The Chronic Wasting Disease Research and Management Act is broadly supported by hunting groups
WASHINGTON – Backcountry Hunters & Anglers commended a vote by House of Representatives members this evening to advance a bill that would address chronic wasting disease.
The House passed the bipartisan Chronic Wasting Disease Research and Management Act (H.R. 5608) 393-33 under suspension of the rules, allowing it to expedite consideration of noncontroversial bills. BHA and a broad coalition of hunting groups support the legislation, which would fund coordinated management between the Agriculture Department and state wildlife agencies and departments of agriculture, authorizing $70 million over the next seven years. The bill also would fund CWD research and the development of educational programs to inform the public.
BHA today thanked House members who voted for the bill and acknowledged the steadfast efforts of its co-sponsors, Reps. Ron Kind (D-WI) and Glenn Thompson (R-PA), to address the impacts of CWD in wild cervid populations.
“Each year millions of Americans hunt deer and other big game species, and each season more hunters face the threat of CWD and the serious threat it poses to feeding our families and pursuing our outdoor traditions,” said BHA Conservation Director John Gale. “We commend the House of Representatives for passing H.R. 5608 and protecting our wild cervid populations.”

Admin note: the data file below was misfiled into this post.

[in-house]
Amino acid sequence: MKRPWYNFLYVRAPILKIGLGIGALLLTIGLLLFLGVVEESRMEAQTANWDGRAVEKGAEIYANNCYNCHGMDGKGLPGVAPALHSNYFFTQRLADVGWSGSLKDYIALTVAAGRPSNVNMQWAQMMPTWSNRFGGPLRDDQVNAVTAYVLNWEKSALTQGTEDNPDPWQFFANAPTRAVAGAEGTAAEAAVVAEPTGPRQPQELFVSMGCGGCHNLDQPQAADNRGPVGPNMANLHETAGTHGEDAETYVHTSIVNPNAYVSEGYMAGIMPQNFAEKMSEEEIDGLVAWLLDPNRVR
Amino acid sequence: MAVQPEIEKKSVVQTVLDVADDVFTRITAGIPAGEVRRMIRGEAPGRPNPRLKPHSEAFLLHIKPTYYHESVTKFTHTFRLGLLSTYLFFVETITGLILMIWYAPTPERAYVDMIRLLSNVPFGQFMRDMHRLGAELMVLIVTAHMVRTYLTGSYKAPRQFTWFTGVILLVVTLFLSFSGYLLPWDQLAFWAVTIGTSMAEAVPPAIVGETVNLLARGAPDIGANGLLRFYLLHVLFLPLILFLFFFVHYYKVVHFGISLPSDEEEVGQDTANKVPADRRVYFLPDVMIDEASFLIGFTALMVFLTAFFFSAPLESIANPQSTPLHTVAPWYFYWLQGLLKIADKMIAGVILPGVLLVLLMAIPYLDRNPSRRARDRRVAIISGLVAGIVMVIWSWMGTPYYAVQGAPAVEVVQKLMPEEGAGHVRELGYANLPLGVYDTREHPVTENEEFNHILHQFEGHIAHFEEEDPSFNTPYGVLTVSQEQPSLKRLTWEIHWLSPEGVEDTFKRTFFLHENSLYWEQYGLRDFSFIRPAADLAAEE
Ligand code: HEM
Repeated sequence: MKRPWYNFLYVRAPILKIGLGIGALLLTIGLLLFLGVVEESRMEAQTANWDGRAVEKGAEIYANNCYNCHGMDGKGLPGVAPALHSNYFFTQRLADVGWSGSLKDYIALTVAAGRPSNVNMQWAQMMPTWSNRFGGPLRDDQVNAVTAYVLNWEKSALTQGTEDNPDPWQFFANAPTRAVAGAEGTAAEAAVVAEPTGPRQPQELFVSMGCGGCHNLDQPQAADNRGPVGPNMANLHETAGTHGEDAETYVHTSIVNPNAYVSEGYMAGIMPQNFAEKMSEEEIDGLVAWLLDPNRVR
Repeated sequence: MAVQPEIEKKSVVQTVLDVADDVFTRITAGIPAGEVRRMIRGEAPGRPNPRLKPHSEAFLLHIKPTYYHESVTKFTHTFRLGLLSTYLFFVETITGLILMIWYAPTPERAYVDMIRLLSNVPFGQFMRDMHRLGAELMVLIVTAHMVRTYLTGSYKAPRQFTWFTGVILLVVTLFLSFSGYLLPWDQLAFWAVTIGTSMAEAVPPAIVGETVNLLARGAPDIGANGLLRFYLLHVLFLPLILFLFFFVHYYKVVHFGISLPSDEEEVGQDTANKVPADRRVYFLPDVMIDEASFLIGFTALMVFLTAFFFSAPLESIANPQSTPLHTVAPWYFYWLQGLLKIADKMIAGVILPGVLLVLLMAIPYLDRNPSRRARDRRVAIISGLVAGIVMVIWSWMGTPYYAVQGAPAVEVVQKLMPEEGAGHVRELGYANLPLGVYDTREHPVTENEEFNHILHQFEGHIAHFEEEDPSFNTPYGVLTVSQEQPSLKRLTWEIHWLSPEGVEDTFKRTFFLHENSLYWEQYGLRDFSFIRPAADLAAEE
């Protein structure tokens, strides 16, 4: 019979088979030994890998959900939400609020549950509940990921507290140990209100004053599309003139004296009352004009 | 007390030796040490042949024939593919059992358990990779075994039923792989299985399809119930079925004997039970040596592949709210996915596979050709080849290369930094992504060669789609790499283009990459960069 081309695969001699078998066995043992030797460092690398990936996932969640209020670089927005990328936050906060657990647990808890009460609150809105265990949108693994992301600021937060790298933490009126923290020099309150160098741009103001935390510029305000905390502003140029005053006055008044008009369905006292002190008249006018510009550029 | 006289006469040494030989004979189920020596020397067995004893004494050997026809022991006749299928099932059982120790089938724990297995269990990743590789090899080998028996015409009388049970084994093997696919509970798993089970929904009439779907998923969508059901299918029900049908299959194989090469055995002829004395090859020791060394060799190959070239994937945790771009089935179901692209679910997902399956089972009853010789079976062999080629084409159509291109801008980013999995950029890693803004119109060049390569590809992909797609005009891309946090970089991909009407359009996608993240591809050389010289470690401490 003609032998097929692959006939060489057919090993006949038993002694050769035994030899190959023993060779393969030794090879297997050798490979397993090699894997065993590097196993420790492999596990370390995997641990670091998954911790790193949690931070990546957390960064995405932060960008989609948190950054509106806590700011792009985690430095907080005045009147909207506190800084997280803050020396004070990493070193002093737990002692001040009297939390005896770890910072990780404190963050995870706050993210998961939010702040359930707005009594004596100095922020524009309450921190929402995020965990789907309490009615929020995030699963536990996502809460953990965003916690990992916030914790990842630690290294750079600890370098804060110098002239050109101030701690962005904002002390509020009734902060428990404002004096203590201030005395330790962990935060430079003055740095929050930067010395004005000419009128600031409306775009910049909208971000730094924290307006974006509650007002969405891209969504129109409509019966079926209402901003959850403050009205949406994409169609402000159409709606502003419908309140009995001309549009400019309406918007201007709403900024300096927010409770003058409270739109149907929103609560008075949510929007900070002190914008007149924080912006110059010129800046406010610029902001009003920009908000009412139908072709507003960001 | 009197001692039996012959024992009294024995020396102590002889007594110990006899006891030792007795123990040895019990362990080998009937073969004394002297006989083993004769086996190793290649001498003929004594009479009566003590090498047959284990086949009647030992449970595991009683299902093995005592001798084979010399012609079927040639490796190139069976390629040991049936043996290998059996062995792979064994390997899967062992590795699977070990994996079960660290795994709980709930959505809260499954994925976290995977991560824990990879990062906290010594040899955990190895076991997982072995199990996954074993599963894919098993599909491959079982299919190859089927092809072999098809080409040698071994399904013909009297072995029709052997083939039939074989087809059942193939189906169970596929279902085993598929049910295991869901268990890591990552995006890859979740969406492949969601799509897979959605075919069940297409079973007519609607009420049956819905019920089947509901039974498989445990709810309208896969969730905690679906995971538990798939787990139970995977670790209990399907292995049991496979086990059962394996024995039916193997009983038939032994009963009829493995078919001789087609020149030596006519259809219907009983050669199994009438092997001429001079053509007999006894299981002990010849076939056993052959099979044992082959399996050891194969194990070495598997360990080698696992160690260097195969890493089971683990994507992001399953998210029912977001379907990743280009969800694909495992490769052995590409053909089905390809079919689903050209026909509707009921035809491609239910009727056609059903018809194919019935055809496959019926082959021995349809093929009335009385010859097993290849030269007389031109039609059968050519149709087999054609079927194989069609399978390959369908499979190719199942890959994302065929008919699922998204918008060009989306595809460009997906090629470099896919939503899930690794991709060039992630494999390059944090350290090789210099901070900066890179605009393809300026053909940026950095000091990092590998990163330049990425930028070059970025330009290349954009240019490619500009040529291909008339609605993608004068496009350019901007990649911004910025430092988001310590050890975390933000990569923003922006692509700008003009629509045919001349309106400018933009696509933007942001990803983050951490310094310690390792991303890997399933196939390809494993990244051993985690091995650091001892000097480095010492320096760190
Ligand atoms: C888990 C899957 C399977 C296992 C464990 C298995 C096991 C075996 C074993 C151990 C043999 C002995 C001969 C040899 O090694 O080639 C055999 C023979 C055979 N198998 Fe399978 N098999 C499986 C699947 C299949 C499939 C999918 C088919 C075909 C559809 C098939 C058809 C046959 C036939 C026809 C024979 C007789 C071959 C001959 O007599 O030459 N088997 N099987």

BHA chapter leaders added their voices in supporting the House vote.
“Since its detection at a captive deer facility in Pennsylvania in 2012, CWD has expanded and can now be found in all or part of 27 of Pennsylvania’s 67 counties, which has put tremendous strain on our Game Commission’s resources,” said Don Rank, secretary of the Pennsylvania chapter of BHA. “With CWD becoming a factor for more and more hunters, we are thankful to see a solutions-oriented bill in the Congress. Cheers to Representatives Thompson and Kind for sponsoring the legislation.”
“Wisconsin BHA is ecstatic at the passage of Rep. Ron Kind’s legislation, which would help stop the spread of CWD,” said Joe Steffen, chair of the Wisconsin chapter of BHA. “We hope the Wisconsin legislature takes note and acts at the state level to bolster our CWD response. The nearly 20-year presence of CWD in Wisconsin has gone unaddressed by elected officials for far too long.”
“CWD is one of the biggest threats to deer, elk and other wild cervids in the United States, and with no known cure it continues to spread,” concluded Gale. “Combatting the spread of CWD and ensuring that future generations can enjoy healthy wildlife populations and quality hunting opportunities is critical to our great American outdoor traditions.”
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